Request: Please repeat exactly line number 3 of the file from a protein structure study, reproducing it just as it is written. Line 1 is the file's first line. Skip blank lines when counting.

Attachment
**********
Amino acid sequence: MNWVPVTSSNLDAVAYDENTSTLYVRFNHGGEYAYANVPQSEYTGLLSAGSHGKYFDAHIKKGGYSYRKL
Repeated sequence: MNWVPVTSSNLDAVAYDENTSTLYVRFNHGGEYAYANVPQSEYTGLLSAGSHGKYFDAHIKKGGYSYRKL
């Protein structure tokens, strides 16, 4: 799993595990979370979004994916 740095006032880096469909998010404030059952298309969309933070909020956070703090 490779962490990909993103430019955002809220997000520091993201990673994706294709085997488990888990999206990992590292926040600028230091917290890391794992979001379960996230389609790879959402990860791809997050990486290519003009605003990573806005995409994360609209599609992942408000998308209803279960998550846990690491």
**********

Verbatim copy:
């Protein structure tokens, strides 16, 4: 799993595990979370979004994916 740095006032880096469909998010404030059952298309969309933070909020956070703090 490779962490990909993103430019955002809220997000520091993201990673994706294709085997488990888990999206990992590292926040600028230091917290890391794992979001379960996230389609790879959402990860791809997050990486290519003009605003990573806005995409994360609209599609992942408000998308209803279960998550846990690491």